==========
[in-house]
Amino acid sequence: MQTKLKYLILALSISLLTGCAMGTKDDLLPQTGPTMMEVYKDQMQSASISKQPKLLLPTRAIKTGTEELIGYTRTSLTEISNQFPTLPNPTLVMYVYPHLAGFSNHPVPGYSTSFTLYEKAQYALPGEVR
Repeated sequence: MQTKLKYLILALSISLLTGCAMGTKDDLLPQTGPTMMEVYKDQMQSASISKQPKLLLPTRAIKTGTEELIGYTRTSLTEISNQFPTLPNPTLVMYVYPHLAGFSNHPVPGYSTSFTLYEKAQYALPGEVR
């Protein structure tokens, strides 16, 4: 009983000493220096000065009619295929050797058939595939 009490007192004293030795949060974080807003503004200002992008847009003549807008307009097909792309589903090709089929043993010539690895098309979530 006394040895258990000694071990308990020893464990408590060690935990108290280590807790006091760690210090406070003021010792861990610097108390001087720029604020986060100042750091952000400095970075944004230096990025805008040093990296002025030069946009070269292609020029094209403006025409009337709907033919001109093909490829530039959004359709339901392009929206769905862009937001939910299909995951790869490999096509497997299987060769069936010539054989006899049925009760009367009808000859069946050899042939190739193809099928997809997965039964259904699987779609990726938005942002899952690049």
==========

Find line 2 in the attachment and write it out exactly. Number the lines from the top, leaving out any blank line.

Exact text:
Amino acid sequence: MQTKLKYLILALSISLLTGCAMGTKDDLLPQTGPTMMEVYKDQMQSASISKQPKLLLPTRAIKTGTEELIGYTRTSLTEISNQFPTLPNPTLVMYVYPHLAGFSNHPVPGYSTSFTLYEKAQYALPGEVR